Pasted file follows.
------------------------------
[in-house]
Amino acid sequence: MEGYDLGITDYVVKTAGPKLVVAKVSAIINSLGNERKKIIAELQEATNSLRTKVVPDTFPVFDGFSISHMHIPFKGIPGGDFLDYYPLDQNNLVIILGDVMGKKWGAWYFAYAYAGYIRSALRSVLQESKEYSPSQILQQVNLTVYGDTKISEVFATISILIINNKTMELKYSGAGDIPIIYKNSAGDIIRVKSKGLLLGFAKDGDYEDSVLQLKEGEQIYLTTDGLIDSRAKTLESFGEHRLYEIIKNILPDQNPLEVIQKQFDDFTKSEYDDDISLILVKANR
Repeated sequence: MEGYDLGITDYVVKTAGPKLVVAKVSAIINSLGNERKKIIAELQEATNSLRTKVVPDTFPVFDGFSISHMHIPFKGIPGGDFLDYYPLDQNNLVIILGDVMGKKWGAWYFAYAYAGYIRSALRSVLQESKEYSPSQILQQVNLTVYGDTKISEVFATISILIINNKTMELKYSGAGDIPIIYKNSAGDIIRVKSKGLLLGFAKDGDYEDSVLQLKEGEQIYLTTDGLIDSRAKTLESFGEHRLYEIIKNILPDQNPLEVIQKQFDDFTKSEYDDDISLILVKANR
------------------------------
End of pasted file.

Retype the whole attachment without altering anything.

[in-house]
Amino acid sequence: MEGYDLGITDYVVKTAGPKLVVAKVSAIINSLGNERKKIIAELQEATNSLRTKVVPDTFPVFDGFSISHMHIPFKGIPGGDFLDYYPLDQNNLVIILGDVMGKKWGAWYFAYAYAGYIRSALRSVLQESKEYSPSQILQQVNLTVYGDTKISEVFATISILIINNKTMELKYSGAGDIPIIYKNSAGDIIRVKSKGLLLGFAKDGDYEDSVLQLKEGEQIYLTTDGLIDSRAKTLESFGEHRLYEIIKNILPDQNPLEVIQKQFDDFTKSEYDDDISLILVKANR
Repeated sequence: MEGYDLGITDYVVKTAGPKLVVAKVSAIINSLGNERKKIIAELQEATNSLRTKVVPDTFPVFDGFSISHMHIPFKGIPGGDFLDYYPLDQNNLVIILGDVMGKKWGAWYFAYAYAGYIRSALRSVLQESKEYSPSQILQQVNLTVYGDTKISEVFATISILIINNKTMELKYSGAGDIPIIYKNSAGDIIRVKSKGLLLGFAKDGDYEDSVLQLKEGEQIYLTTDGLIDSRAKTLESFGEHRLYEIIKNILPDQNPLEVIQKQFDDFTKSEYDDDISLILVKANR